There's little disagreement to be had in the discussion about where Steven Gerrard fits in Liverpool's history--one of their best-ever outfield players, he's been a living legend at the club for much of the past decade, and he's won nearly every major honor possible for a player in the top flight. A league title's eluded him, but he's won everything else, and he's often been the driving force for much of whatever good Liverpool's been able to produce.
His influence has faded notably over the past few seasons, however, and his decline has been especially pronounced under Brendan Rodgers. Whether it's change in system, age, fitness, whatever, Steven Gerrard is not the Steven Gerrard we remember. Rodgers tried to spare him a few weeks back, attributing his struggles to a need for support from the rest of the squad, but on far too many occasions this season we've witness the rest of the squad trying to pick up after their captain.
It's an awkward conversation to have, but one that's become increasingly necessary--what does Brendan Rodgers do with Steven Gerrard? For many the sentiment's too strong, and the promise of recreating the past merits a starting spot day in, day out. I get that, and I'd like more than anything for that to be true. On current evidence, though, there's little to suggest that Gerrard is going to produce the type of form that we were privileged to witness over the past few seasons. There's been glimpses of hope, but on the whole this season it's been more discouraging than inspiring.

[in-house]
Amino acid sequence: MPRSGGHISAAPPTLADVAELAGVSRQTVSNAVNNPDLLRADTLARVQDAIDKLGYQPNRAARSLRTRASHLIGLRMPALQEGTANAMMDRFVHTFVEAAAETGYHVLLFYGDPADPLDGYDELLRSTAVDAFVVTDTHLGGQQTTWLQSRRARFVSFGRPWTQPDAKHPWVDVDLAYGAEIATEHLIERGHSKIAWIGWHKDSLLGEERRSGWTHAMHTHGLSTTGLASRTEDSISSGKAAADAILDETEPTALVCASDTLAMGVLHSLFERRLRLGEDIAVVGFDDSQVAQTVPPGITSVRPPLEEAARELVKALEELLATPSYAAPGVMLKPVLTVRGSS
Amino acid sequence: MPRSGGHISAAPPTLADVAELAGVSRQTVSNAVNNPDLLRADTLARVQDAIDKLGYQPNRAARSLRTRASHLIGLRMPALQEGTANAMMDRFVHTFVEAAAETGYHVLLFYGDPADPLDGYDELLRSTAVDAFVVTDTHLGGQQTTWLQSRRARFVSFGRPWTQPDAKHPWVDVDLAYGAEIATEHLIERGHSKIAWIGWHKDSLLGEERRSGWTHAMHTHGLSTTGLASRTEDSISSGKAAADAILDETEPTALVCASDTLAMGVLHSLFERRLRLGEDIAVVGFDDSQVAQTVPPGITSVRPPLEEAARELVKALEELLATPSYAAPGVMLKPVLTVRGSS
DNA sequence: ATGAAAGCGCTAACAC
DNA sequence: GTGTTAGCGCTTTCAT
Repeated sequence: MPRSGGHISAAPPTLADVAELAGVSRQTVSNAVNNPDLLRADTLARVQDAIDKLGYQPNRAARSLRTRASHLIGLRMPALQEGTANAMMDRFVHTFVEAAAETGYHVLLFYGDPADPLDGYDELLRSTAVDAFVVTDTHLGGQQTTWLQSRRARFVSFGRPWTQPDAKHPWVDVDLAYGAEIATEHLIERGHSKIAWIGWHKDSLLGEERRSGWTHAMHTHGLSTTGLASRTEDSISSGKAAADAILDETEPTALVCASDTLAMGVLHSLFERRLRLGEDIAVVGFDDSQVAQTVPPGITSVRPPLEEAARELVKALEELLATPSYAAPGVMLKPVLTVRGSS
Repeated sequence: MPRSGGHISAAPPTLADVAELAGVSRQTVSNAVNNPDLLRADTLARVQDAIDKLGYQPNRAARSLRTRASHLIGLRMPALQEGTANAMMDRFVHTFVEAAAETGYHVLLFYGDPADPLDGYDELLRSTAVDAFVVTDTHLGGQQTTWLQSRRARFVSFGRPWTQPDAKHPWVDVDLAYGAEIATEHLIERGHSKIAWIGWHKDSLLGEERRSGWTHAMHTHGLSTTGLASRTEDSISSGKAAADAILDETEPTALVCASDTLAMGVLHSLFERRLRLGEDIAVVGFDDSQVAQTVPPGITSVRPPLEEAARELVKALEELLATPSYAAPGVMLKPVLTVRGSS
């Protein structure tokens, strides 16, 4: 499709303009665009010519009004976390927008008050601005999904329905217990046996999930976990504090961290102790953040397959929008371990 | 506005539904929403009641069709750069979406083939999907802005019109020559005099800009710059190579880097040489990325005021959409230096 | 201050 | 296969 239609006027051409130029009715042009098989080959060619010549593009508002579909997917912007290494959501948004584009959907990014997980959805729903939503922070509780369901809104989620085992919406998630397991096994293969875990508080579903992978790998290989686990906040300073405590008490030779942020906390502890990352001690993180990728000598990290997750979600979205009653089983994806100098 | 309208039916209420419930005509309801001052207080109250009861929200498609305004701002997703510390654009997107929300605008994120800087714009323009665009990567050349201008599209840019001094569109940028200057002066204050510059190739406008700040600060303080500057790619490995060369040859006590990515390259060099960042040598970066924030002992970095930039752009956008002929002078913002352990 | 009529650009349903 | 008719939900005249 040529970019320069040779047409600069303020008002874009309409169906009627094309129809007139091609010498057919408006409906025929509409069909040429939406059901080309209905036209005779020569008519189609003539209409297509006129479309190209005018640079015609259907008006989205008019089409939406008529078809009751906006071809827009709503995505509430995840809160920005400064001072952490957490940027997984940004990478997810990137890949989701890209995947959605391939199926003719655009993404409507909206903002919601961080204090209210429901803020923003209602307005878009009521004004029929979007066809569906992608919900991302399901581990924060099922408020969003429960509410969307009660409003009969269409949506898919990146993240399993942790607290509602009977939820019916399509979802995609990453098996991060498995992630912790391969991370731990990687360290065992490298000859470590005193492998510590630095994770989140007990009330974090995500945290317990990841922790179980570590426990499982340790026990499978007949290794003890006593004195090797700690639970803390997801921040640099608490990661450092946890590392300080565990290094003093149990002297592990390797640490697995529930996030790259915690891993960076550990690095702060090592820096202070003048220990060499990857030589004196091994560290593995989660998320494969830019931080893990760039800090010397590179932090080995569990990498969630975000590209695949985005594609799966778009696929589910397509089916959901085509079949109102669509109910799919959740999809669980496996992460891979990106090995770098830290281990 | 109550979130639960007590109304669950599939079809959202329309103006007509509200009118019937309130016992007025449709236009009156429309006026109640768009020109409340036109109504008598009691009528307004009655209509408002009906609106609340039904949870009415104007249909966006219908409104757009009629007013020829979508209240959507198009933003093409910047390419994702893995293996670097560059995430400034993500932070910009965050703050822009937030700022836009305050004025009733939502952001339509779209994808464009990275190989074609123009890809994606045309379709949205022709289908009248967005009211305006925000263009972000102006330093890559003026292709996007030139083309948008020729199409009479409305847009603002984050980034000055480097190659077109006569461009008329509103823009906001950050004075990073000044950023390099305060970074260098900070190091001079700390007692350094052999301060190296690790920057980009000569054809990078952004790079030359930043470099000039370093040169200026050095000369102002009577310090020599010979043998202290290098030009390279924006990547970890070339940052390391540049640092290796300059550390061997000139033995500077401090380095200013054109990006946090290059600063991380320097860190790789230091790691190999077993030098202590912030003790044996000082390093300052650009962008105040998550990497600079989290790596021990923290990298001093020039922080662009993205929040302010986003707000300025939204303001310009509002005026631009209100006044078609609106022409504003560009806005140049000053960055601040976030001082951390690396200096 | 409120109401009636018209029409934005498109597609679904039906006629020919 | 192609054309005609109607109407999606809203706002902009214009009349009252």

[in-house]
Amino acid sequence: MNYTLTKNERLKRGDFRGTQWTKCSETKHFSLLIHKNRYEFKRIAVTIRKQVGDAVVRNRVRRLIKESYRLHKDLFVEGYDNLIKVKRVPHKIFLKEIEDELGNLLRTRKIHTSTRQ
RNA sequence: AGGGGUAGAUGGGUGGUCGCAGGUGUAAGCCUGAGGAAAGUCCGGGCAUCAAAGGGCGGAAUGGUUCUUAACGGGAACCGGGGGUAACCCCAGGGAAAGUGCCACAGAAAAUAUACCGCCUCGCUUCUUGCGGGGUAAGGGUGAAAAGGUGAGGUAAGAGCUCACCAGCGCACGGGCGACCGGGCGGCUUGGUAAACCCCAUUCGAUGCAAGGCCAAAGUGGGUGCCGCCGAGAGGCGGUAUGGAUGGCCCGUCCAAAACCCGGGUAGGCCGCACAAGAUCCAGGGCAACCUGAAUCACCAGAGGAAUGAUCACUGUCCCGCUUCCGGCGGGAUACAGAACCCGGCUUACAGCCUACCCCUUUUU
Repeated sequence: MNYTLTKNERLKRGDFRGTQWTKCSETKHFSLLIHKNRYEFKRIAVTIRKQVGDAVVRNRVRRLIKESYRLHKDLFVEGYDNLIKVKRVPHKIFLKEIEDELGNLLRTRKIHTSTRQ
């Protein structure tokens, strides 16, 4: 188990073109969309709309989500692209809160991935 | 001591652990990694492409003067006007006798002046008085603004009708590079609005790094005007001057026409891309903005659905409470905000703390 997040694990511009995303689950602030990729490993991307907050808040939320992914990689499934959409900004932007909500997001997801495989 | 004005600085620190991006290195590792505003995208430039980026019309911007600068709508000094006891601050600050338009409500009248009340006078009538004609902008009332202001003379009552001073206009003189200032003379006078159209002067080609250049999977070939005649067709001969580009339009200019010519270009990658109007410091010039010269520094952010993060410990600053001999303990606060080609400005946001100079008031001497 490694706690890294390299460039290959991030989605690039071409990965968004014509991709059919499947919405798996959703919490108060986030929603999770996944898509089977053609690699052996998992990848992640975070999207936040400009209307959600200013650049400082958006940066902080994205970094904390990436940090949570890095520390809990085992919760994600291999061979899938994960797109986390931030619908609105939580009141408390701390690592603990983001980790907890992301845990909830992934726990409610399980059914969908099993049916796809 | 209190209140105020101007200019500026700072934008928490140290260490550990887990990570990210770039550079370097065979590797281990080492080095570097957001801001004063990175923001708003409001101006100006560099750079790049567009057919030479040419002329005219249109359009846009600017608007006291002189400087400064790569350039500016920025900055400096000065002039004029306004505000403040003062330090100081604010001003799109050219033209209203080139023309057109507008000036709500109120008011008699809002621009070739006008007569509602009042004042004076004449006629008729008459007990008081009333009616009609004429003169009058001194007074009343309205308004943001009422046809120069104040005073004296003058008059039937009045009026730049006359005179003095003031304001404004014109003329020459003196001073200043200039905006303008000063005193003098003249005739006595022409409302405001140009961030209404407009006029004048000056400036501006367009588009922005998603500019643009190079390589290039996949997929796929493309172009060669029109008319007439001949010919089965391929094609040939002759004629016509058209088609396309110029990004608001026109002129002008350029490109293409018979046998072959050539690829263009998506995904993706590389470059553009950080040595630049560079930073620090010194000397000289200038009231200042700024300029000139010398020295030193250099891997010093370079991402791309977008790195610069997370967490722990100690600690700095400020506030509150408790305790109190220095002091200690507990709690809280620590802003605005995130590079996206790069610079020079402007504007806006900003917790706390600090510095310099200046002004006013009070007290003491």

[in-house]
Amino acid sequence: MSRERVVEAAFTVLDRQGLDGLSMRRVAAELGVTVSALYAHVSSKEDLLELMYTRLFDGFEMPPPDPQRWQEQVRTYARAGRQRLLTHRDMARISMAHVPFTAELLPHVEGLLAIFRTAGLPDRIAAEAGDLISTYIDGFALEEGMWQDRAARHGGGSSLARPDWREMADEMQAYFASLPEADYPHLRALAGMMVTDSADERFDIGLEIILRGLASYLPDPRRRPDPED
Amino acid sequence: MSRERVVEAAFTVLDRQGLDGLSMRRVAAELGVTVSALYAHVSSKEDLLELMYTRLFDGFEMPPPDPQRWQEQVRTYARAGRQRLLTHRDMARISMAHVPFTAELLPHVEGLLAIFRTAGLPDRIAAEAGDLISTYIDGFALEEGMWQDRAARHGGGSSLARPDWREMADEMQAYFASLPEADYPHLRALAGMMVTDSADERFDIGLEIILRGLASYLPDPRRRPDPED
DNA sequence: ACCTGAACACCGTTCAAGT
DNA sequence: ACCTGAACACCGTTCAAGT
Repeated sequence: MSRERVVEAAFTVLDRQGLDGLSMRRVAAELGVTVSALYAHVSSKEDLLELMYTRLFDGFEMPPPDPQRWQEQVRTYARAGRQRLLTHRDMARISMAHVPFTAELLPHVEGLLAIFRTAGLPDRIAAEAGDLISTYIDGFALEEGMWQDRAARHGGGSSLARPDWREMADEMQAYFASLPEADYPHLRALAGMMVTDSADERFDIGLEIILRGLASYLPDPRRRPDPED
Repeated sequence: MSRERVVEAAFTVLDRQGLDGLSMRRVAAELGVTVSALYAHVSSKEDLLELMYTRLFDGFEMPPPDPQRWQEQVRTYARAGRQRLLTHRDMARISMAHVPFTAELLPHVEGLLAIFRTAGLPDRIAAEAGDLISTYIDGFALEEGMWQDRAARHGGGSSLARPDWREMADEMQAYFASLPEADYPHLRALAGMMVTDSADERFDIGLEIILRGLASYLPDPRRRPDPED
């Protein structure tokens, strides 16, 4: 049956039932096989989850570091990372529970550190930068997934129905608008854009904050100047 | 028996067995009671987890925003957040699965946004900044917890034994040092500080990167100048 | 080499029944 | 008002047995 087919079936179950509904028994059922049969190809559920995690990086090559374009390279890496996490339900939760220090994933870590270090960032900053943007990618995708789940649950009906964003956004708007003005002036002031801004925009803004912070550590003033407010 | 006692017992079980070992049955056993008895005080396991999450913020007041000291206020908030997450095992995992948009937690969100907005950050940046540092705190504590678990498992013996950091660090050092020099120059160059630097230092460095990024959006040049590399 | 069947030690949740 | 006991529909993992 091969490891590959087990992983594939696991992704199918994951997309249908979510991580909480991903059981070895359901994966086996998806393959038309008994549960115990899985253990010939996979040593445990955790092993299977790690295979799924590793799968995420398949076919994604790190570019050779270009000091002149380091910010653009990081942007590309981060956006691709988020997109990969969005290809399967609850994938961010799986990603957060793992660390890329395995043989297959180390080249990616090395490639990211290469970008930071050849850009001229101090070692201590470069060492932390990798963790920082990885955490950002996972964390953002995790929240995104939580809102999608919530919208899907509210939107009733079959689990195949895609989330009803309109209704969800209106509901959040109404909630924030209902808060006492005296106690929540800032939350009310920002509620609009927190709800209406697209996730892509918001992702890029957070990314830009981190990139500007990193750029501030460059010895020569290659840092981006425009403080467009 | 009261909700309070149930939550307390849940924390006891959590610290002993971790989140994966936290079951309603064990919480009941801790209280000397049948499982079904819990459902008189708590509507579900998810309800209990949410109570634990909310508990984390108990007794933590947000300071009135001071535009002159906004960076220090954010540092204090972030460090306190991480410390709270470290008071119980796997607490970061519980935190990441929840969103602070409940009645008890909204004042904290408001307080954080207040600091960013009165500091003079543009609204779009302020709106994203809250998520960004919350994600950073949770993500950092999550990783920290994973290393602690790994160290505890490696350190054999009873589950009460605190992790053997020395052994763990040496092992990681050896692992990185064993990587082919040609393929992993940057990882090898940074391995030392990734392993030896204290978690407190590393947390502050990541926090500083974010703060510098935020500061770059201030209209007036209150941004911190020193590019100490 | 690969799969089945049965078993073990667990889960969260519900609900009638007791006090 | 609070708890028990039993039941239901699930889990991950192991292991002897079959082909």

Reputation and status will no doubt keep him involved, and there's some degree of merit in that. But with a number of other central midfielders in the squad who seemingly couldn't do any worse, it's hard to see how keeping Steven Gerrard as a nailed-on starter benefits Liverpool.
For some it might be a product of the others involved, with Joe Allen clearly tiring, Lucas not yet fit, and a constantly rotating third midfielder that's prevented the captain from having a well-defined role. Others still think his best position's up top, and without much in the way of stable support for Luis Suarez, pushing Gerrard further forward might be a risk worth taking. He's also shown promise off the bench, with a style that's a decent enough fit for a role as an impact substitute when Liverpool are in need of a push.
Whatever ends up happening, it's likely it'll be uncomfortable. It's not enjoyable to see Steven Gerrard struggle, it's not enjoyable to think he should be benched, and it's most certainly not enjoyable to consider that Liverpool might be better right now without him than they are with him.